When the whiskey turned 10 years old, “it was still a little bit abrasive and bitter on the finish.” He was looking for a rounder finish and balance. “For me a quality spirit is all about balance.” At 11 years, it still wasn’t there yet. “It kept improving though, which gave me a sense of optimism. It wasn’t until it got to 13 years that the balance came through. It was really getting good and I thought it needed to be shared with some people.”

Tasting It

“It’s a bit like the big, mean and savage-looking bouncer at the bar, who happens to be a total cream-puff.”

“The front palette is pretty bold. You get winter spice, aggressive rye bread, and tobacco notes. It’s almost a little off putting, but the mid-palette has a more fruit, sweet character to it, intertwined with the savageness. It all comes around in the end and it’s that finish that really is what caused me to think that it was ready to shared. It’s really well balanced. It’s a bit like the big, mean and savage-looking bouncer at the bar, who happens to be a total cream-puff.”

Lock, Stock & Barrel on a rock and in an Old Fashioned

Photo Credit: Find. Eat. Drink.

Drinking It

“There is something humbling and roguish about drinking expensive whiskey out of a plastic cup.”

It really comes to life with a little bit of dilution. It becomes almost magical. I love a couple of ounces of it over a big chunk of ice. Get some of those silicon square cube makers from Cocktail Kingdom and enjoy it with one of those blocks of ice.

There’s a time and a place for everything. There’s a time for drinking it out of a really nice, heavy crystal glass. Drinking good whiskey out of a quality glass makes it kind of ceremonious. But there’s also a time to be mischievous. There is something humbling and roguish about drinking expensive whiskey out of a plastic cup.

On a super hot day in August, you might not want Lock, Stock & Barrel neat. You might want it over a giant mound of crush ice, with some mint in it and a bar spoon of sugar. That would be pretty awesome.


“I was afraid that at cask strength it was too much of a flavor bomb.”

Although it’s 101.3 proof, it is not a cask strength / barrel proof whiskey. Straight out of the barrel it’s in the 130 proof range. Rob wanted a straight rye whiskey that would have punch, but wouldn’t be overpowering. “I was afraid that at cask strength it was too much of a flavor bomb and people wouldn’t get beyond that.” At the bottled strength, he feels it is balanced, but is still “an intense, robust whiskey.” He recommends tasting it neat first, “without any other constituents other than the spirit itself.” He was looking for a “good balance between where it is drinkable out of the bottle, neat and also with a big chunk of ice.”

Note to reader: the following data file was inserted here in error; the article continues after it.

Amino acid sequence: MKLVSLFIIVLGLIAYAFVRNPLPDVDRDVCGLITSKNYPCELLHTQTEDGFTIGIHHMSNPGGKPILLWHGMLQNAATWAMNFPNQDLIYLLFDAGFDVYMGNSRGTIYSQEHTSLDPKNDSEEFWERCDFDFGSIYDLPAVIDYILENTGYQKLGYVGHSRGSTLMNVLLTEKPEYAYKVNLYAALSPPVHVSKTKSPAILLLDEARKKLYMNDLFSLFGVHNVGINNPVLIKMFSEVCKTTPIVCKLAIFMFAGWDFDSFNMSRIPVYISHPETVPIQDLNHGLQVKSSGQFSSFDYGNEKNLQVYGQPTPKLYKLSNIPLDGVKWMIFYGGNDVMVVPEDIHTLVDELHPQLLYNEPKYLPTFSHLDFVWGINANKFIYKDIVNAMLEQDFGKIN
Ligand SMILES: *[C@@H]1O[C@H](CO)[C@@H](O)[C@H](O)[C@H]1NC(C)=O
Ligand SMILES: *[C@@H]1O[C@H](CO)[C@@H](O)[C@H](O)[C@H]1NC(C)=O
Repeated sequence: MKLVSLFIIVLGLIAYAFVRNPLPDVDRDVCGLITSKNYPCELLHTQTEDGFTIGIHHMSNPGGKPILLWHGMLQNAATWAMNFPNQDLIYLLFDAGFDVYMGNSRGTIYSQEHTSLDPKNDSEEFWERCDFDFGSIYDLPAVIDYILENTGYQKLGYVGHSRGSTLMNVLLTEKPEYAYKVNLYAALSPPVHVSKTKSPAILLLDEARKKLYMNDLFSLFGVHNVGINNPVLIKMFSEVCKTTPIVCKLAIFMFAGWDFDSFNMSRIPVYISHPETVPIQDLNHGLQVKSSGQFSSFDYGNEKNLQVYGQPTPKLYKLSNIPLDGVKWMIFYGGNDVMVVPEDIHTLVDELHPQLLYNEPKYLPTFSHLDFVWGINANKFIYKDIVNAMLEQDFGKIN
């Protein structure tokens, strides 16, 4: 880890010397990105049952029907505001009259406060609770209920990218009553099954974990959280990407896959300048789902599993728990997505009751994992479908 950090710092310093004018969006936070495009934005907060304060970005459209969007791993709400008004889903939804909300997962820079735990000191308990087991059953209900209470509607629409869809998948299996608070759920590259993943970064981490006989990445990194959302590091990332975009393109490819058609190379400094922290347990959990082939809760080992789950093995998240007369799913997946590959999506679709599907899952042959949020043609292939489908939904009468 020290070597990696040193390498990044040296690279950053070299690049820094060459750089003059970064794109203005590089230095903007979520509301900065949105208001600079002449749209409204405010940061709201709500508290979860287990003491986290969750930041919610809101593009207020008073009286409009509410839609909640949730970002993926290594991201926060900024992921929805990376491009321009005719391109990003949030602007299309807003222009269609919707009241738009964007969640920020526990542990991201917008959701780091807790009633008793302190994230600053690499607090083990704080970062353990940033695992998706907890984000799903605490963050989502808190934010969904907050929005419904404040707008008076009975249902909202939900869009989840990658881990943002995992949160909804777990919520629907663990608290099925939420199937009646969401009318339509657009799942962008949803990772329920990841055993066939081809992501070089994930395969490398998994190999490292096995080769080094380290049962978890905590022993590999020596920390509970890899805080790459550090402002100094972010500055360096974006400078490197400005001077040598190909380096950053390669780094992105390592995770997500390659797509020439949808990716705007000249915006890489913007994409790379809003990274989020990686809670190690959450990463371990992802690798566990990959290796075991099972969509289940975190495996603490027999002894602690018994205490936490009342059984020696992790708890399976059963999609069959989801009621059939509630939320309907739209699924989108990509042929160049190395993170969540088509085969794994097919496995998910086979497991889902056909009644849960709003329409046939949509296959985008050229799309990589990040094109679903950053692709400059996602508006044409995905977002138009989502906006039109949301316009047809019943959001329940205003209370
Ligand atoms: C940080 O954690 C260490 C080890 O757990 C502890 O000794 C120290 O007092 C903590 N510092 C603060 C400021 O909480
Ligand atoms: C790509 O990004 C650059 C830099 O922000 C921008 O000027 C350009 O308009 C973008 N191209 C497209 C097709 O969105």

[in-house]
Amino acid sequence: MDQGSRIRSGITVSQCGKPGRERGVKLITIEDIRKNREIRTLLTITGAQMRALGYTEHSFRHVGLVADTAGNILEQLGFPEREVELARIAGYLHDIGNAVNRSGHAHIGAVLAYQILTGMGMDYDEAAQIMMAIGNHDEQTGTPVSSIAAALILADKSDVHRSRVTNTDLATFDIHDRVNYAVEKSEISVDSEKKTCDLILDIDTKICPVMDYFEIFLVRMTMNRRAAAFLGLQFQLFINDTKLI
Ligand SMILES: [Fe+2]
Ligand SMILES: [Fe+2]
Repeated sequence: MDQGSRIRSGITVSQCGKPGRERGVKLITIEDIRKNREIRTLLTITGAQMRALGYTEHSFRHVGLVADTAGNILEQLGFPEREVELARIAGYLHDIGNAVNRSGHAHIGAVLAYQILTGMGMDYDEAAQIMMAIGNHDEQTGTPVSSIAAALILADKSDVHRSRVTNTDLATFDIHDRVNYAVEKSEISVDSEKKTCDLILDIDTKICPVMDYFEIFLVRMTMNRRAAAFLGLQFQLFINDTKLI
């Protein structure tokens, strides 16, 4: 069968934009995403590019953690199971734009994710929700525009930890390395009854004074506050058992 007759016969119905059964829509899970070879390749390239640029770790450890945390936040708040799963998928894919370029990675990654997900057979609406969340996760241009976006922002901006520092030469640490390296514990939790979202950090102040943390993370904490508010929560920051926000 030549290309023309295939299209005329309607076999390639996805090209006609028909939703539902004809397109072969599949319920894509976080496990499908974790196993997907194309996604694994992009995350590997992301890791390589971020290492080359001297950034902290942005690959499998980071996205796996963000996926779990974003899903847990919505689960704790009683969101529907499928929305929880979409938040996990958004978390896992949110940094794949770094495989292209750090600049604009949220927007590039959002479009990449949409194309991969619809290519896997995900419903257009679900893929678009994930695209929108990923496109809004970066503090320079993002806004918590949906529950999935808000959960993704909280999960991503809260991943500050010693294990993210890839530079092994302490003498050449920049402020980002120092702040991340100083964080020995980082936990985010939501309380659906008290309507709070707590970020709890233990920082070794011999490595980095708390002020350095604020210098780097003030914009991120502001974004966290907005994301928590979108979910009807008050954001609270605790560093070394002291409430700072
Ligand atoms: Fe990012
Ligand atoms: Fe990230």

More To Come

“We’ve only scratched the surface.”

The 13 year rye is their first release of the small quantity he acquired, but there are plans for subsequent releases. “We’ve only scratched the surface. I think it is going to continue to improve, primarily because of the weather and the slower maturation process.” He tastes the whiskey every two to three months and is very bullish on the direction the whiskey is taking. He’s not going to take it too far though. “The second I start to feel there is a plateauing of the flavor profile, I’ll bottle everything and sell it. We have a bond that just turned 14 years old and it’s a little bit more intense, but it’s still not like over the top.”




General Information

Lock, Stock & Barrel Rye Whiskey



The Cooper Spirits Co.




Old Fashioned Recipe


Serves 1

Glass: Old Fashioned

Ice: Large Cube

Garnish:  Lemon Twist. You can use an orange twist, but the true Old Fashioned uses a lemon twist.


- Bar spoon sugar + bar spoon of water (or 1/2 ounce of simple syrup instead of sugar and water)

- Two good dashes Angostura Bitters

- 2 oz. Overproof Straight Whiskey (Bourbon or Rye)

Whiskey Preference

My friend just played this trick on me and made me an Old Fashioned with Lock, Stock & Barrel. It was fantastic, possibly the best Old Fashioned I ever had. If I didn’t have my hands on a bottle of Lock, Stock & Barrel, I would use Pappy Van Winkle 15 Year or George T. Stagg. I like drinking an Old Fashioned with George T. Stagg because it’s such a heavy hitting, baseball bat over the head spirit. Elijah Craig 12 Year is also really good.


1) In an Old Fashioned glass, add the sugar and wet with two good dashes of Angostura Bitters and the bar spoon of water.

2) Muddle the sugar, water and the bitters.

3) Rotate the glass to line the glass with sugar / bitters mixture.

4) Add a large ice cube.

5) Add the whiskey and stir.

6) Garnish with lemon twist.

7) Let it sit for a minute and serve.



Cocktails in NYC

Download the F.E.D. iPhone app and discover where Rob Cooper loves to drink cocktails in New York City as well as many more recommendations from chefs, sommeliers and bartenders.


Photo Credit: Find. Eat. Drink.